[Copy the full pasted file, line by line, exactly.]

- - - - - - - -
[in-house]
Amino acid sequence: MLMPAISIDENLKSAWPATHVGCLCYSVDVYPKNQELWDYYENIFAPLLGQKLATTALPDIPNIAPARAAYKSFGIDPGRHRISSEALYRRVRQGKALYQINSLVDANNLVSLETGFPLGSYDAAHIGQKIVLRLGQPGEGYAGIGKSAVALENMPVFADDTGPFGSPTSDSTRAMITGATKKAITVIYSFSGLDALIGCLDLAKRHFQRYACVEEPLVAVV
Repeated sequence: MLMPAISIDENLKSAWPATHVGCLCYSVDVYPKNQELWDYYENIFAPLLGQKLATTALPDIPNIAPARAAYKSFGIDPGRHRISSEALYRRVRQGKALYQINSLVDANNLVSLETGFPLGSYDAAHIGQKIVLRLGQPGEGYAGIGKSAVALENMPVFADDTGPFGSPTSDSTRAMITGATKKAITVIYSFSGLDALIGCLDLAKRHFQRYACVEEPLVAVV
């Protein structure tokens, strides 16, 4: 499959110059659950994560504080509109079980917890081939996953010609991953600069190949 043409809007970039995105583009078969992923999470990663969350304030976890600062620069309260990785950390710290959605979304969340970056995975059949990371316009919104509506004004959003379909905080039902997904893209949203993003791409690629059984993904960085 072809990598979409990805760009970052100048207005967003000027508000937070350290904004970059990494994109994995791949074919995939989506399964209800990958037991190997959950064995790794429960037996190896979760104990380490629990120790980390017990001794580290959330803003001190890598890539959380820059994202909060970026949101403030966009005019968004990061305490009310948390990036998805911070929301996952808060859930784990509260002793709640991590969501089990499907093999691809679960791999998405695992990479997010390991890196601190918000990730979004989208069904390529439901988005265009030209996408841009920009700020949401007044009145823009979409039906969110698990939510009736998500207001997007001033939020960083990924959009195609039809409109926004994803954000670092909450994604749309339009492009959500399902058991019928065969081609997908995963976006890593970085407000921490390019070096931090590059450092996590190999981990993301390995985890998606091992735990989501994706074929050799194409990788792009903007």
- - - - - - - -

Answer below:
[in-house]
Amino acid sequence: MLMPAISIDENLKSAWPATHVGCLCYSVDVYPKNQELWDYYENIFAPLLGQKLATTALPDIPNIAPARAAYKSFGIDPGRHRISSEALYRRVRQGKALYQINSLVDANNLVSLETGFPLGSYDAAHIGQKIVLRLGQPGEGYAGIGKSAVALENMPVFADDTGPFGSPTSDSTRAMITGATKKAITVIYSFSGLDALIGCLDLAKRHFQRYACVEEPLVAVV
Repeated sequence: MLMPAISIDENLKSAWPATHVGCLCYSVDVYPKNQELWDYYENIFAPLLGQKLATTALPDIPNIAPARAAYKSFGIDPGRHRISSEALYRRVRQGKALYQINSLVDANNLVSLETGFPLGSYDAAHIGQKIVLRLGQPGEGYAGIGKSAVALENMPVFADDTGPFGSPTSDSTRAMITGATKKAITVIYSFSGLDALIGCLDLAKRHFQRYACVEEPLVAVV
């Protein structure tokens, strides 16, 4: 499959110059659950994560504080509109079980917890081939996953010609991953600069190949 043409809007970039995105583009078969992923999470990663969350304030976890600062620069309260990785950390710290959605979304969340970056995975059949990371316009919104509506004004959003379909905080039902997904893209949203993003791409690629059984993904960085 072809990598979409990805760009970052100048207005967003000027508000937070350290904004970059990494994109994995791949074919995939989506399964209800990958037991190997959950064995790794429960037996190896979760104990380490629990120790980390017990001794580290959330803003001190890598890539959380820059994202909060970026949101403030966009005019968004990061305490009310948390990036998805911070929301996952808060859930784990509260002793709640991590969501089990499907093999691809679960791999998405695992990479997010390991890196601190918000990730979004989208069904390529439901988005265009030209996408841009920009700020949401007044009145823009979409039906969110698990939510009736998500207001997007001033939020960083990924959009195609039809409109926004994803954000670092909450994604749309339009492009959500399902058991019928065969081609997908995963976006890593970085407000921490390019070096931090590059450092996590190999981990993301390995985890998606091992735990989501994706074929050799194409990788792009903007």